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Volume XVII, Issue 10 - March 5 - March 11, 2009
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The Relapse of a Former Fearful Flyer

Snow is lovely, but not when it falls between you and terra firma


Winter-warm snowflakes

Soft and gentle

Drifting lazily to earth

Like white stars falling.

Big flake muffled snow

piling all around

And covering the world in cotton-stuffed silence.

–Cynthia L. Williams: “Ice-White Sounds the Winter”

When you’re situated on Earth and looking to the skies, big winter-warm snowflakes drifting lazily are a sight.

The muffled sound of cotton-stuffed silence is eerie, like there’s no one else on this planet. Solace supreme.

But it’s a different story when one is thousands of feet up in the atmosphere, descending earthward in darkened skies with only the flakes mixed with ice visible solely by the lights on the wings of a jetliner. If the observer is a fearful flyer, he’s thinking something different.

What am I doing up here? I know better. I saw all the cancelled flights on the monitors at the airport. Lord, get me down in one piece and I promise you I’ll never fly again. I’ll watch the snow from below like Cynthia L. Williams.

It didn’t help that at the window seat, my seven-year-old granddaughter marveled at the snow whizzing by horizontally. I closed my eyes as one is expected to do when talking to the Lord. But an excited Grumpy (Mackenzie Noelle Boughey) insisted: Grandpop, watch those millions of snowflakes pass by.

For Grumpy’s Sake

Minutes before, we had been flying smoothly above the snowstorm. Earlier was the reflected bright red streak of sunset over New York. But from above the storm to the runway at BWI, there was no way but to fly amidst the snowflakes for a worrisome ride.

The small airliner window gave Grumps a new perspective of a snowstorm, and when the jet engines slowed or sped up and the plane made a turn, she was vocally gleeful about flying sideways. She is relatively new at flying, and to her it was like riding a rollercoaster.

Me, I have made several emergency landings. One on a lake in the tundra at the northern tip of Quebec in a blinding midsummer snowstorm. Another at Denver with what seemed like every fire truck in the state of Colorado lining the runway. Once in a blinding and terrifying thunderstorm in Manitoba, my airliner made several high and erratic bounces on a runway the pilot could only vaguely see. There was also the time, told here before, during World War II, when flying in a twin prop Navy hospital plane midway from Hawaii to Oakland, Calif., we lost an engine.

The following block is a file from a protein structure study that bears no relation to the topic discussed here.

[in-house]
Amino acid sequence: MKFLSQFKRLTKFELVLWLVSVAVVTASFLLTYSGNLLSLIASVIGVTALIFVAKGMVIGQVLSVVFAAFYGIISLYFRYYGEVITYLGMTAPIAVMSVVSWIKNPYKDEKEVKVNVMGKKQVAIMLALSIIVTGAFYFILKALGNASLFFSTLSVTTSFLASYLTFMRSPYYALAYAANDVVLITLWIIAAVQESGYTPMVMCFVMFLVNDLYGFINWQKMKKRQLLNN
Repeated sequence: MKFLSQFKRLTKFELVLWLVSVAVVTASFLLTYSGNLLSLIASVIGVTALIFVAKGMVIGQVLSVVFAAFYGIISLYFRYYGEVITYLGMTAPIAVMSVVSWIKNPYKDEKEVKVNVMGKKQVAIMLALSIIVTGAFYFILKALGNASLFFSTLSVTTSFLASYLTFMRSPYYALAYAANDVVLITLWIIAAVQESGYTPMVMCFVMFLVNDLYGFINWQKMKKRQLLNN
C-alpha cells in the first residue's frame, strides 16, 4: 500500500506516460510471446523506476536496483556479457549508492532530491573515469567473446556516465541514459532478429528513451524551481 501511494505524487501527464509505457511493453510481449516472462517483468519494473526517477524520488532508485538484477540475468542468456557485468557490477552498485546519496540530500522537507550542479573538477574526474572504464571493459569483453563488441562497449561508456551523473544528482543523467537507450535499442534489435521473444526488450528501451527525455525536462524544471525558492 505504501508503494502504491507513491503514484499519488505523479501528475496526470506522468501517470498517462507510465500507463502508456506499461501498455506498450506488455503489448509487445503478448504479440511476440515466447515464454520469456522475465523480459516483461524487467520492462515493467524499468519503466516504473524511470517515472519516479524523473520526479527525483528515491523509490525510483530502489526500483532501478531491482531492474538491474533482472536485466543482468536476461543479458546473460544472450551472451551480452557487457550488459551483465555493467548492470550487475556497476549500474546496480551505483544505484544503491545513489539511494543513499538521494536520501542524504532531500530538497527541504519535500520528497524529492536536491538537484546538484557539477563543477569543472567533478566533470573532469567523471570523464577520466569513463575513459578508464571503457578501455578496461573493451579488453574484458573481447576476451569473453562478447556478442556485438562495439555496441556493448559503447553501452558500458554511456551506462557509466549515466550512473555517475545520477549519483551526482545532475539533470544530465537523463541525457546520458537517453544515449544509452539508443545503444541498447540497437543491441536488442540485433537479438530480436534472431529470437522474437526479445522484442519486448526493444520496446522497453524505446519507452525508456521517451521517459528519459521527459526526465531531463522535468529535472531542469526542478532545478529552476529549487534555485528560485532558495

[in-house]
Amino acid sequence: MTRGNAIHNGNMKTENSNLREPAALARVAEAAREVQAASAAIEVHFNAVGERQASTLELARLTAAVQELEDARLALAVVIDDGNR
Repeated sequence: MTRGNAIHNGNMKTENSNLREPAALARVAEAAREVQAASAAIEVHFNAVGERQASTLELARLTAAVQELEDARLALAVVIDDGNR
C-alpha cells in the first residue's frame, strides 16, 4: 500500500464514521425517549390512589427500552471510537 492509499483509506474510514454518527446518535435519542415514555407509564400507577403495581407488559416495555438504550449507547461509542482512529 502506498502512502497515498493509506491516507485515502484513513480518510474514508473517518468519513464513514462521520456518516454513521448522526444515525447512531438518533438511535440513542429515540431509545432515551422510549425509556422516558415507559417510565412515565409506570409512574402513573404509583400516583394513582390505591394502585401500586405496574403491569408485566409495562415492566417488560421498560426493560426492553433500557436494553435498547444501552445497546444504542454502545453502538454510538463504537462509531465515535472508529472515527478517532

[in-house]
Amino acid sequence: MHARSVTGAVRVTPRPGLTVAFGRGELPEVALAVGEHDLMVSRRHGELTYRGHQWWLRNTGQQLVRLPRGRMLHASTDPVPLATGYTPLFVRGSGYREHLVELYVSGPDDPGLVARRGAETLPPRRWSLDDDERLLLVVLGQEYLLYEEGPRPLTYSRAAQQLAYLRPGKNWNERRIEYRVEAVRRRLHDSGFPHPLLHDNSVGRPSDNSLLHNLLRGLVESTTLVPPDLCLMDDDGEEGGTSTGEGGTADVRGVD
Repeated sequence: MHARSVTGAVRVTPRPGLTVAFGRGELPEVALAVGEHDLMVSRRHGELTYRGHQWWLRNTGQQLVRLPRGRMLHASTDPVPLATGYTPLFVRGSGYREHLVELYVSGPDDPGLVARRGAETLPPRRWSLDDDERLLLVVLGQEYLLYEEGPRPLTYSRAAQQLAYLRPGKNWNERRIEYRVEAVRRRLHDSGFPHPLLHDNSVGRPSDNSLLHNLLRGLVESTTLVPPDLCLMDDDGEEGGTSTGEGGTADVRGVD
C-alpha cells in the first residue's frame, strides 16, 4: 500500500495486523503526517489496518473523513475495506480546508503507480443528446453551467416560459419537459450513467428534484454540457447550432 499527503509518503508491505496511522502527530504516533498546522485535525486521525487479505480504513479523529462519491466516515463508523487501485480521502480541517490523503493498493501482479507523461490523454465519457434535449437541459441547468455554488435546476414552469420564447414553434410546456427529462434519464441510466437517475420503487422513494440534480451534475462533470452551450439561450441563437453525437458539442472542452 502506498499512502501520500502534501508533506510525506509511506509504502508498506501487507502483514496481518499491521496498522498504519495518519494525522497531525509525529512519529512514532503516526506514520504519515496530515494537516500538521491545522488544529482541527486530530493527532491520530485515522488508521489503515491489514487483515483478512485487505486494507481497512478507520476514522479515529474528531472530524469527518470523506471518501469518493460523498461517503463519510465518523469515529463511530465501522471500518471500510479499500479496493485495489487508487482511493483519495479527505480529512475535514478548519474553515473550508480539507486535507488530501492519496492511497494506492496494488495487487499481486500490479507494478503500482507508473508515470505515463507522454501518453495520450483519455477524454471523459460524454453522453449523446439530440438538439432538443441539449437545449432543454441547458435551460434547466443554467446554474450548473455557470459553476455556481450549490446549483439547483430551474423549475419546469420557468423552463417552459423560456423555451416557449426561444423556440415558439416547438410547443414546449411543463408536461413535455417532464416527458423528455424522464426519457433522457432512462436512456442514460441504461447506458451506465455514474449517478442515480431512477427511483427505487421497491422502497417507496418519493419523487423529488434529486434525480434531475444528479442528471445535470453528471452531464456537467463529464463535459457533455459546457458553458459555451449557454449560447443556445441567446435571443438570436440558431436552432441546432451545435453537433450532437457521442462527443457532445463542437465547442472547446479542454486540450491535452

You go through things like that a few times, and you don’t wonder why you’re a fearful flyer. You wonder why you’re even still flying.

I’m supposed to be a Former Fearful Flyer, and somewhere I have the diploma to prove it, earned when I took the graduation flight after many weeks of groundside classes with old Eastern Airlines. The confidence of the instructor was sufficient to make it possible for me to once again board a jet for a flight. But my Former Fearful Flyers classes never taught me to cope with this.

Emergency Landing Cancelled

So there I was on the approach to Baltimore, thinking back to Providence 45 minutes earlier when we learned we were in the window between a couple of heavy snowstorms. Some snow had fallen there, 17 inches more was to come in the evening, and snow was starting to fall in Baltimore.

Switching to a train, I thought of briefly. But once I was snowbound in a train in Vermont, and it was no picnic: no heat, no lights, little food. I certainly didn’t want to risk putting Grumpy through that. Moreover, Grumps was anxious to get back to Baltimore and the snow; she was sure Gibson Island Country School would be closed, and she had to get her sled ready for a big day.

So, with airport monitors displaying more and more cancelled flights amidst the groans of would-be passengers, I did as Grandpops are supposed to do. I headed for security, resolved not only to get on that aircraft but to share her spirit of the adventure.

As ice and snow on the wings melted on the descent through the storm, so did my inner resolve — though I hope I hid that from Grumpy. We landed with a noisy bump or two, and my happy granddaughter was one of the first ones off the jetliner with my sister Liz and wife Lois in tow. I was one of the last ones. I needed time to stretch, gain inner composure and give thanks.

Never Again

Grumpy will be flying again, but not with Grandpop. When the plane wheeled to the gate, I promised myself and the Man Above I would never again travel higher than what I can jump. If Grumps and I are headed for the same destination, she can look out the window and see my Saturn chugging along on the highway below.

Enough said.


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